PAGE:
Netmen Show Depth by Topping Brown

Three down and six to go. That's the yardage left for the tennis team as it expanded its Ivy League record to 3-0 yesterday, defeating Brown, 5-4.

The match wasn't close. Playing indoors because of the threat of rain, the Crimson won five of the six singles matches to secure the victory before the doubles even got started.

Wins came everywhere except at number one where Ken Lindner dropped a tight, exciting match to Mike Powers, 6-7, 6-4, 6-4. In the match, which took about two hours, Powers managed to break Lindner's serve once in the second set and once again in the third, enough to eke by with the victory.

Before that match was finished, however, the Crimson victory looked assured as John Ingard and Chip Baird walked off the courts with quick wins. Ingard took Bruins number three man Weldon Rogers, 6-2, 6-1, and Chip Baird dominated Dicky Lay, 6-2, 7-6.



Gary Reiner continued his unbeaten streak with another quick win, this time, 6-4, 6-2, over Bruin Dave Miller, and Tom Loring upended Doug Ebenstein, 6-2, 5-7, 6-2.

Sandy Wilson, making the move up from the junior varsity to fill in for injured Randy Barnett, proved the depth the Crimson has been betting on all along with an impressive, 6-4, 6-2, victory.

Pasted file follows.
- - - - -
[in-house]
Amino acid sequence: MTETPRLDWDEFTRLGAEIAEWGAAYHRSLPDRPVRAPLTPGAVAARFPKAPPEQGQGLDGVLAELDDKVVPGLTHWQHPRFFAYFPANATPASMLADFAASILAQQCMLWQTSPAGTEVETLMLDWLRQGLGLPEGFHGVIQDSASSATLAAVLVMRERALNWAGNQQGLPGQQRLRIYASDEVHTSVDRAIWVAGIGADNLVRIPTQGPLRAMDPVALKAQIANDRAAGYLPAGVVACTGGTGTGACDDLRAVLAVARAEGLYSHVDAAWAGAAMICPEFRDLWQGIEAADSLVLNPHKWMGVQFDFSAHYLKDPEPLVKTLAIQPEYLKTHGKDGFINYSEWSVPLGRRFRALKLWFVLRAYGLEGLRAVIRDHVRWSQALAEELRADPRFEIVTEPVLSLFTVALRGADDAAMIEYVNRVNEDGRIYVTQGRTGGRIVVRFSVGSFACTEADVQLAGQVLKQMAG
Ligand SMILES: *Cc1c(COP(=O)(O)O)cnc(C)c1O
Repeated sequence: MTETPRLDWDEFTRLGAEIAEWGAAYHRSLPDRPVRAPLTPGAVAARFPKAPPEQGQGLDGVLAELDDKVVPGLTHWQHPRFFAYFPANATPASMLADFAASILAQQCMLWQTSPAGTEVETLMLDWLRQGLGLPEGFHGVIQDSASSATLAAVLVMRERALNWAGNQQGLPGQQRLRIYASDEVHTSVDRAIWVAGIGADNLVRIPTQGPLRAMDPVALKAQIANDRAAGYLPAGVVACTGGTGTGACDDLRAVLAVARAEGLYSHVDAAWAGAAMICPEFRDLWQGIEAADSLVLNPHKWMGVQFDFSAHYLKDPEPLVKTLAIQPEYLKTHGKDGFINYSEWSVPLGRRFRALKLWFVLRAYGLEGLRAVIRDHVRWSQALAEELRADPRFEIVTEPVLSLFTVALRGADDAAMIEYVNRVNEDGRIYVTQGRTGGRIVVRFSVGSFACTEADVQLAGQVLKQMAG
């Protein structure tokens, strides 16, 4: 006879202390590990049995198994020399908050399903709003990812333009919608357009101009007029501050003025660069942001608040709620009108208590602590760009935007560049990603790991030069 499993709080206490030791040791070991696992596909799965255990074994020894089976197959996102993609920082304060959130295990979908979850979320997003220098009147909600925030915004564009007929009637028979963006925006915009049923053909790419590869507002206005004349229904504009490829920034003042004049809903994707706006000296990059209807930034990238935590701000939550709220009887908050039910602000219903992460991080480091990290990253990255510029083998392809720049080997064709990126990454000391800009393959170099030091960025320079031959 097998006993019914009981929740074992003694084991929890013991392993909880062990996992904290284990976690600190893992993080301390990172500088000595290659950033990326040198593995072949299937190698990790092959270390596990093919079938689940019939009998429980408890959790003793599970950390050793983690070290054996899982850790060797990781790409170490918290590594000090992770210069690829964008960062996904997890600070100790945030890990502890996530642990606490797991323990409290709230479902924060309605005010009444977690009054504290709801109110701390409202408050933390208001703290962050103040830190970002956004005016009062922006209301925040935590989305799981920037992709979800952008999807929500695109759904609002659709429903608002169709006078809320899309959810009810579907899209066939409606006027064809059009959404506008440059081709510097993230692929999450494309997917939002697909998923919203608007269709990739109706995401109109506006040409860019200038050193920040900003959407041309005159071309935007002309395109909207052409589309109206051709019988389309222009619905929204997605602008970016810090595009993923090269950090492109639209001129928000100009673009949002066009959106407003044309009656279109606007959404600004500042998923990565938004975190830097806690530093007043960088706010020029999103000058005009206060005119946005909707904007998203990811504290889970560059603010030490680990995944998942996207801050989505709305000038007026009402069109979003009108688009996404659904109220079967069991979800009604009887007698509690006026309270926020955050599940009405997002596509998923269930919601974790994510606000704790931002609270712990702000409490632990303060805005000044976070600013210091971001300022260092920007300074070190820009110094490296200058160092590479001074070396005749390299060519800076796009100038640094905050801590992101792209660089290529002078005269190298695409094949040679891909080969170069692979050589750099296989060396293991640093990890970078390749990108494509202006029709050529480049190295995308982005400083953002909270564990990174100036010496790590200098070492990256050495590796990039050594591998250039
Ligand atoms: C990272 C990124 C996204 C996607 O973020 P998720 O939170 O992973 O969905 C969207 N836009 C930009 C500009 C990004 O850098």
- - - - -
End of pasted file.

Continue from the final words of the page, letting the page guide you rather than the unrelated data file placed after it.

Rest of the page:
The third doubles team of Reiner and Ingard moved to the number one slot where they went three sets before bowing to Powers and Miller, 6-4, 4-6, 7-6.

Coach Jack Barnaby substituted freely in the other two doubles, bringing in J.V. players instead of breaking up the other established duos which were missing one player each. Charlie Krusen and Hugh Hyde lost to Rogers and Ebenstein, 6-1, 6-4; while Wilson teamed with sophomore Brian Griffin and almost pulled it out before bowing, 5-7, 6-4, 7-6.

Bruin coach Jim Dougherty had some wise words about Harvard's chances this season saying, "Yes, I agree Columbia is the team to beat in the league, but Harvard still has a good chance to upend them."

"We only lost to Columbia 6-3 last year and we were in it all the way. They tend to get careless and fool around a lot," Dougherty said.

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